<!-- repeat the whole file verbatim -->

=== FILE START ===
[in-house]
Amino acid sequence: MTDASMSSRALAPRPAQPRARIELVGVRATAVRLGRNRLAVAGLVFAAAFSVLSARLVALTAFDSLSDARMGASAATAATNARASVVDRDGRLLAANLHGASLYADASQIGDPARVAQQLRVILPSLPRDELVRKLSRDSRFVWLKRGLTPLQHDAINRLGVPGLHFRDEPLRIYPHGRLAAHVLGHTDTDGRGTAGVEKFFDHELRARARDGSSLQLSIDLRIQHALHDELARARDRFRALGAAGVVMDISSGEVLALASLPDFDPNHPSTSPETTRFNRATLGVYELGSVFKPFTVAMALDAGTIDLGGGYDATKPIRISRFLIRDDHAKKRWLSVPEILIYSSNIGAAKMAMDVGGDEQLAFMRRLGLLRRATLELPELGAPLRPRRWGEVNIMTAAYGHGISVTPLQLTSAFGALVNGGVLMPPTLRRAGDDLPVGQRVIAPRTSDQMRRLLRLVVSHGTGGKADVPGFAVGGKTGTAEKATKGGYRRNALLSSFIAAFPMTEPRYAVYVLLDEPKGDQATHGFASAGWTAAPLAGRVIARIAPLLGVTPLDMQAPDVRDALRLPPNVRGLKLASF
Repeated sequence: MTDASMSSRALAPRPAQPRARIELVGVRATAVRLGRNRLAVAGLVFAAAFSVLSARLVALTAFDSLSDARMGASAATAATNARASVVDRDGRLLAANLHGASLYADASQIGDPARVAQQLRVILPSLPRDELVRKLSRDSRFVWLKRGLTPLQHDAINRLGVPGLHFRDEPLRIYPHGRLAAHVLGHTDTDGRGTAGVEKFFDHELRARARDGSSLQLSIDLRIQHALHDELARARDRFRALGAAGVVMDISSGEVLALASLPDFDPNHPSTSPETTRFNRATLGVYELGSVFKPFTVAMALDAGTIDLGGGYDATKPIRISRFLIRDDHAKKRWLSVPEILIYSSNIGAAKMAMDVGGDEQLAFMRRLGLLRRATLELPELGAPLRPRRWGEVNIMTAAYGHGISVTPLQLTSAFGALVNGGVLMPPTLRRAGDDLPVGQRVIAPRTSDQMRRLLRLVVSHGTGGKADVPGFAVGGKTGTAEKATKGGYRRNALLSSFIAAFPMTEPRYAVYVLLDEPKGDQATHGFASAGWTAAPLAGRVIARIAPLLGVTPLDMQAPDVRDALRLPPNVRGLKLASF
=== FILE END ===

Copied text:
[in-house]
Amino acid sequence: MTDASMSSRALAPRPAQPRARIELVGVRATAVRLGRNRLAVAGLVFAAAFSVLSARLVALTAFDSLSDARMGASAATAATNARASVVDRDGRLLAANLHGASLYADASQIGDPARVAQQLRVILPSLPRDELVRKLSRDSRFVWLKRGLTPLQHDAINRLGVPGLHFRDEPLRIYPHGRLAAHVLGHTDTDGRGTAGVEKFFDHELRARARDGSSLQLSIDLRIQHALHDELARARDRFRALGAAGVVMDISSGEVLALASLPDFDPNHPSTSPETTRFNRATLGVYELGSVFKPFTVAMALDAGTIDLGGGYDATKPIRISRFLIRDDHAKKRWLSVPEILIYSSNIGAAKMAMDVGGDEQLAFMRRLGLLRRATLELPELGAPLRPRRWGEVNIMTAAYGHGISVTPLQLTSAFGALVNGGVLMPPTLRRAGDDLPVGQRVIAPRTSDQMRRLLRLVVSHGTGGKADVPGFAVGGKTGTAEKATKGGYRRNALLSSFIAAFPMTEPRYAVYVLLDEPKGDQATHGFASAGWTAAPLAGRVIARIAPLLGVTPLDMQAPDVRDALRLPPNVRGLKLASF
Repeated sequence: MTDASMSSRALAPRPAQPRARIELVGVRATAVRLGRNRLAVAGLVFAAAFSVLSARLVALTAFDSLSDARMGASAATAATNARASVVDRDGRLLAANLHGASLYADASQIGDPARVAQQLRVILPSLPRDELVRKLSRDSRFVWLKRGLTPLQHDAINRLGVPGLHFRDEPLRIYPHGRLAAHVLGHTDTDGRGTAGVEKFFDHELRARARDGSSLQLSIDLRIQHALHDELARARDRFRALGAAGVVMDISSGEVLALASLPDFDPNHPSTSPETTRFNRATLGVYELGSVFKPFTVAMALDAGTIDLGGGYDATKPIRISRFLIRDDHAKKRWLSVPEILIYSSNIGAAKMAMDVGGDEQLAFMRRLGLLRRATLELPELGAPLRPRRWGEVNIMTAAYGHGISVTPLQLTSAFGALVNGGVLMPPTLRRAGDDLPVGQRVIAPRTSDQMRRLLRLVVSHGTGGKADVPGFAVGGKTGTAEKATKGGYRRNALLSSFIAAFPMTEPRYAVYVLLDEPKGDQATHGFASAGWTAAPLAGRVIARIAPLLGVTPLDMQAPDVRDALRLPPNVRGLKLASF